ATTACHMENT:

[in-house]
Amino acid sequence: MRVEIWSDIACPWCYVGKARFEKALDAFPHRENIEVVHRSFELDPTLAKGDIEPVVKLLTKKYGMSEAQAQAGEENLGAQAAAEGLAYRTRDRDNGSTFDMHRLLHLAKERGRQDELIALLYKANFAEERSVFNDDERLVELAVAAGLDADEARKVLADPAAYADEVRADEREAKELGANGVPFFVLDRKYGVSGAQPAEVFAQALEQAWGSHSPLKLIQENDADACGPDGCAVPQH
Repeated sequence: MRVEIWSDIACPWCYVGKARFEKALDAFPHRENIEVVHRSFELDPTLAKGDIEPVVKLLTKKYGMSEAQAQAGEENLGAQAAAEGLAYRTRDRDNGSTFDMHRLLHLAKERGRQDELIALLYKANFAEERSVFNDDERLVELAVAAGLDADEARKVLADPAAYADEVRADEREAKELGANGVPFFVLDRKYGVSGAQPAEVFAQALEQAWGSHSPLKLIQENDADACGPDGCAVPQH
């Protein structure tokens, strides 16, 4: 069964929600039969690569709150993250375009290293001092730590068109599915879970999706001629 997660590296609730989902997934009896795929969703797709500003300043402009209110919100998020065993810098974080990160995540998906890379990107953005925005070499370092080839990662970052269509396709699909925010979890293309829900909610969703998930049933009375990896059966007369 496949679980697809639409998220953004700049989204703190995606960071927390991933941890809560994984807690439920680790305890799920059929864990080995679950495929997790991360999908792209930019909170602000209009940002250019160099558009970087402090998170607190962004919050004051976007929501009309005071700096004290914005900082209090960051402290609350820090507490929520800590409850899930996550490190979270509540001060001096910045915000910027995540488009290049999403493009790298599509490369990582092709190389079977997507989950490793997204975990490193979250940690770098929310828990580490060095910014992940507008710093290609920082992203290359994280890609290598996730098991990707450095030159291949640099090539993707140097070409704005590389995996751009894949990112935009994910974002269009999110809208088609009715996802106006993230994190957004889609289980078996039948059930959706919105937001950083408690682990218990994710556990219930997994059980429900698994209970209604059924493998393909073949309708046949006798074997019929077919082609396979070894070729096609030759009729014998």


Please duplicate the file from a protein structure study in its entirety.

[in-house]
Amino acid sequence: MRVEIWSDIACPWCYVGKARFEKALDAFPHRENIEVVHRSFELDPTLAKGDIEPVVKLLTKKYGMSEAQAQAGEENLGAQAAAEGLAYRTRDRDNGSTFDMHRLLHLAKERGRQDELIALLYKANFAEERSVFNDDERLVELAVAAGLDADEARKVLADPAAYADEVRADEREAKELGANGVPFFVLDRKYGVSGAQPAEVFAQALEQAWGSHSPLKLIQENDADACGPDGCAVPQH
Repeated sequence: MRVEIWSDIACPWCYVGKARFEKALDAFPHRENIEVVHRSFELDPTLAKGDIEPVVKLLTKKYGMSEAQAQAGEENLGAQAAAEGLAYRTRDRDNGSTFDMHRLLHLAKERGRQDELIALLYKANFAEERSVFNDDERLVELAVAAGLDADEARKVLADPAAYADEVRADEREAKELGANGVPFFVLDRKYGVSGAQPAEVFAQALEQAWGSHSPLKLIQENDADACGPDGCAVPQH
């Protein structure tokens, strides 16, 4: 069964929600039969690569709150993250375009290293001092730590068109599915879970999706001629 997660590296609730989902997934009896795929969703797709500003300043402009209110919100998020065993810098974080990160995540998906890379990107953005925005070499370092080839990662970052269509396709699909925010979890293309829900909610969703998930049933009375990896059966007369 496949679980697809639409998220953004700049989204703190995606960071927390991933941890809560994984807690439920680790305890799920059929864990080995679950495929997790991360999908792209930019909170602000209009940002250019160099558009970087402090998170607190962004919050004051976007929501009309005071700096004290914005900082209090960051402290609350820090507490929520800590409850899930996550490190979270509540001060001096910045915000910027995540488009290049999403493009790298599509490369990582092709190389079977997507989950490793997204975990490193979250940690770098929310828990580490060095910014992940507008710093290609920082992203290359994280890609290598996730098991990707450095030159291949640099090539993707140097070409704005590389995996751009894949990112935009994910974002269009999110809208088609009715996802106006993230994190957004889609289980078996039948059930959706919105937001950083408690682990218990994710556990219930997994059980429900698994209970209604059924493998393909073949309708046949006798074997019929077919082609396979070894070729096609030759009729014998």